Multiple differences in risk of high FPR were also observed in race-stratified multivariate analyses that adjusted for age and chronic alcohol abuse. (Table 2) In HCV+ White males, there were no statistically significant associations between any individually assessed anthropometric measure and risk of high FPR. The single anthropometric measurement which approached significance was the 133% decreased high FPR risk in White males in the highest tertile of lean trunk mass (ORadj=0.43, 95% CI 0.17–1.09, p=0.08). There was also increased high FPR risk with increased BMI (ORadj=1.48 and 1.51 for overweight and obese in comparison to normal weight, respectively), and with increased % body fat (ORadj=1.27 and 1.60 for those in middle and highest compared to those in the lowest tertile, respectively), though these effects were non-significant. These results differ from those in African-American males where lean body mass in the upper tertile (total, trunk, arm and leg) was uniformly associated with ≥70% increased risk of high FPR, though individual effects were non-significant. Although the excess risk conveyed by overweight and obesity were similar in African-Americans and Whites in race-stratified multivariate analyses, both % body fat and body fat mass were more strongly associated with FPR risk in African-Americans only.
Prevalence of advanced inflammatory grade (A2-A3) was significantly greater in Whites compared to African-Americans (43% vs. 36%, respectively). In univariate analysis, White HCV+ veterans with advanced inflammation were significantly more likely to have BMI≥30 (53% vs. 32%, p<0.01), to have been overweight/obese for the last five or more years (66% vs. 48%, p=0.047), and to have both a personal and parental history of overweight/obesity (29% vs. 20%, p=0.04) than White HCV+ veterans with mild hepatic inflammation (A0-A1/A2). (Supplementary Table 2) These results differed from the univariate associations in African-Americans where the likelihood of obesity or of having a combined personal and parental history of overweight/obesity was similar in African-American advanced inflammation cases and African-American mild inflammation controls (24% vs. 23%, p=0.75 for obesity and 23% vs. 19%, p=0.79 for personal/parental adiposity, respectively). Further, in contrast to Whites where the prevalence of diagnosed diabetes was the same (27%) in White advanced inflammation cases and White mild disease controls, the prevalence of diabetes in chronically HCV-infected African-American male veterans was significantly higher in those with advanced compared to those with mild hepatic inflammation (34% vs. 19%, p=0.01). Race-stratified multivariate models for the association between each individual anthropometric measurement and risk of advanced hepatic inflammation (A2-A3) are reported in Table 3. In White HCV+ males after adjusting for age and chronic alcohol abuse, the strongest effect was the significant 231% increased advanced inflammation risk in the obese in comparison to those with normal BMI, with a non-significant 96% excess risk in the overweight compared to those with normal BMI. A combined parental as well as personal history of overweight/obesity was also associated with an over 3-fold significant excess risk of advanced inflammation compared to those with absence of both personal and parental adiposity history (ORadj=3.08, =0.04), an effect slightly higher than that conveyed by only personal history of adiposity (ORadj=2.93, p=0.03). Results differed in African-American HCV+ males where there was no significant excess inflammation risk associated with either overweight or obesity in multivariate analysis (ORadj=1.10 and 1.21, respectively). Additionally, neither increased body fat mass nor % body fat was strongly or consistently associated with increased hepatic inflammation risk. Diabetes was the strongest predictor of advanced inflammation risk in African-American males (ORadj=3.01, p<0.001), an effect larger than observed in Whites (OR=1.41, p=0.43).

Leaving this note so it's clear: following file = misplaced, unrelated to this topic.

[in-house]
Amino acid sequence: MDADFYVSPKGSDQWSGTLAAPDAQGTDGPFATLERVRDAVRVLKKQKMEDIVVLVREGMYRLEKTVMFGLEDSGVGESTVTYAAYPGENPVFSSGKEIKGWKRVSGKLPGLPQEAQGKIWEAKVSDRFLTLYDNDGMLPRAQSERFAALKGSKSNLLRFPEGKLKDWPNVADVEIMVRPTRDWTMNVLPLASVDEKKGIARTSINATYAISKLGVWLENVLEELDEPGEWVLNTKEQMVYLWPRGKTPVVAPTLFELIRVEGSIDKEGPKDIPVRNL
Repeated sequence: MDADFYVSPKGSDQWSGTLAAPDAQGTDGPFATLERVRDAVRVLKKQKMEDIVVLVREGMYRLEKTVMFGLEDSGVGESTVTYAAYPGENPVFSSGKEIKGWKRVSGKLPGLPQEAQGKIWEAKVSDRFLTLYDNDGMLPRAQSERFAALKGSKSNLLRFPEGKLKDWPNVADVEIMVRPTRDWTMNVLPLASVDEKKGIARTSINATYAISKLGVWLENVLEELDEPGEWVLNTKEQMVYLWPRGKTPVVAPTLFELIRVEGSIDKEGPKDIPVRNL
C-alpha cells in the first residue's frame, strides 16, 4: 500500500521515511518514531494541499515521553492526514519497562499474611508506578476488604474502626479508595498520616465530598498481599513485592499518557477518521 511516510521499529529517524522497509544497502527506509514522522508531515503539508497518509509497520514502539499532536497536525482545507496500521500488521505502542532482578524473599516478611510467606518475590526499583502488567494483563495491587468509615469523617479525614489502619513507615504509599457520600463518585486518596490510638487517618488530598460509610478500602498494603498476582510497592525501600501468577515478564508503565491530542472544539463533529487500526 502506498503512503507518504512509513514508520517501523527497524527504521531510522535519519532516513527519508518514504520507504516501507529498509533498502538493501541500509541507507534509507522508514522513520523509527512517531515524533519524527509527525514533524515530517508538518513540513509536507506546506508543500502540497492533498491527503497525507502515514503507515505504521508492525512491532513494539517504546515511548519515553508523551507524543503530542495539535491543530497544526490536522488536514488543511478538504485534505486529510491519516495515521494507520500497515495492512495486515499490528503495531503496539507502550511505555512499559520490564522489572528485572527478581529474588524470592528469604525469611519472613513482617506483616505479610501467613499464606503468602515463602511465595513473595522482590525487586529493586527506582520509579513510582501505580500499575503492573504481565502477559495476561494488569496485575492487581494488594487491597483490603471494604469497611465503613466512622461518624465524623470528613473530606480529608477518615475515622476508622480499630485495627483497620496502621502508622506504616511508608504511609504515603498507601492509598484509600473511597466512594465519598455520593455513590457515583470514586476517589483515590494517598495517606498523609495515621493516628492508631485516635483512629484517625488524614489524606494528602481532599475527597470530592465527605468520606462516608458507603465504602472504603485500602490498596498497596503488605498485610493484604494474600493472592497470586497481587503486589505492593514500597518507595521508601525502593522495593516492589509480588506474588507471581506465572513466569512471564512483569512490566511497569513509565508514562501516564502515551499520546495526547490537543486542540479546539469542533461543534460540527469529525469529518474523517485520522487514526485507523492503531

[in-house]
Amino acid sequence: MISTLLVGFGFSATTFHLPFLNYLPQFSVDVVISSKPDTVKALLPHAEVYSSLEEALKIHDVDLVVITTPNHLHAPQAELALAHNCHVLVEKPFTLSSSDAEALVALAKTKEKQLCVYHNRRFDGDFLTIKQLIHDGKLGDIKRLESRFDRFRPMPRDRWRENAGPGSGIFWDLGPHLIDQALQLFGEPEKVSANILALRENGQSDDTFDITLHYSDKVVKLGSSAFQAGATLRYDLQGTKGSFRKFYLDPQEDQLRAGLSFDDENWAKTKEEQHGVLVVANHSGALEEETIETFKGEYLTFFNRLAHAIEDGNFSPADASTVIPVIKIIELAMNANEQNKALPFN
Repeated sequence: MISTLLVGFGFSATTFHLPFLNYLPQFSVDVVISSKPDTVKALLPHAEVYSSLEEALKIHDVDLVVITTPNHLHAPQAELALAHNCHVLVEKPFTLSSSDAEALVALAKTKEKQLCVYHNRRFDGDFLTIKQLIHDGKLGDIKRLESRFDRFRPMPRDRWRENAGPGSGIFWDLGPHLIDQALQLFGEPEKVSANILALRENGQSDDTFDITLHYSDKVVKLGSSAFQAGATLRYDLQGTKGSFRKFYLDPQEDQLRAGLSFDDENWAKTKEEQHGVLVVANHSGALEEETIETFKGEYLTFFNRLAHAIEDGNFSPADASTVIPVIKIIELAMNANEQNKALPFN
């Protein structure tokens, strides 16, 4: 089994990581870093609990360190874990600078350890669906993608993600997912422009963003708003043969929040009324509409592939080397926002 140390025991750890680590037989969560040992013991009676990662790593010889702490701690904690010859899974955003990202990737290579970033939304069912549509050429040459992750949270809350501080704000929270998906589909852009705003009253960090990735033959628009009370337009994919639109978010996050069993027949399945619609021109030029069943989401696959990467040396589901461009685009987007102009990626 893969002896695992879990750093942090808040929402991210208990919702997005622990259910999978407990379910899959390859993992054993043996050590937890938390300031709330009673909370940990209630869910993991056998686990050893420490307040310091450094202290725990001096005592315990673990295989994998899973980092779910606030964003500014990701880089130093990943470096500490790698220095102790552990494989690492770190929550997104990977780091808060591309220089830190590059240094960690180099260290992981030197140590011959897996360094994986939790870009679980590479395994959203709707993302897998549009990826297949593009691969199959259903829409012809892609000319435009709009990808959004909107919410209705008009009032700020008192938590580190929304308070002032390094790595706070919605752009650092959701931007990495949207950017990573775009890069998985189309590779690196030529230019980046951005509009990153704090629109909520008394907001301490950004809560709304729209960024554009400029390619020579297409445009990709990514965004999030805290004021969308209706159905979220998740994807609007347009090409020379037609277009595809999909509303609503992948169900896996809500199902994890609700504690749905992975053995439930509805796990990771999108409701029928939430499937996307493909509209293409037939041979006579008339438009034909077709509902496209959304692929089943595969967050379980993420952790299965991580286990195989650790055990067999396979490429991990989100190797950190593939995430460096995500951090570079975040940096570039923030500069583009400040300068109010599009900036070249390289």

In a sensitivity analyses where advanced fibrosis as defined as F3/F4-F4, the ethnic divergence where increased lean mass was associated with high FPR risk in African-Americans and decreased risk in Whites, was replicated (e.g., ORadjTrunkMassUpperTertile=0.44, 95% CI 0.32–1.03, p=0.06 and ORadjTrunkMassUpperTertile=1.70, 95% CI 0.60–2.90, p=0.18 in White and African-American HCV+ males, respectively). (data not shown)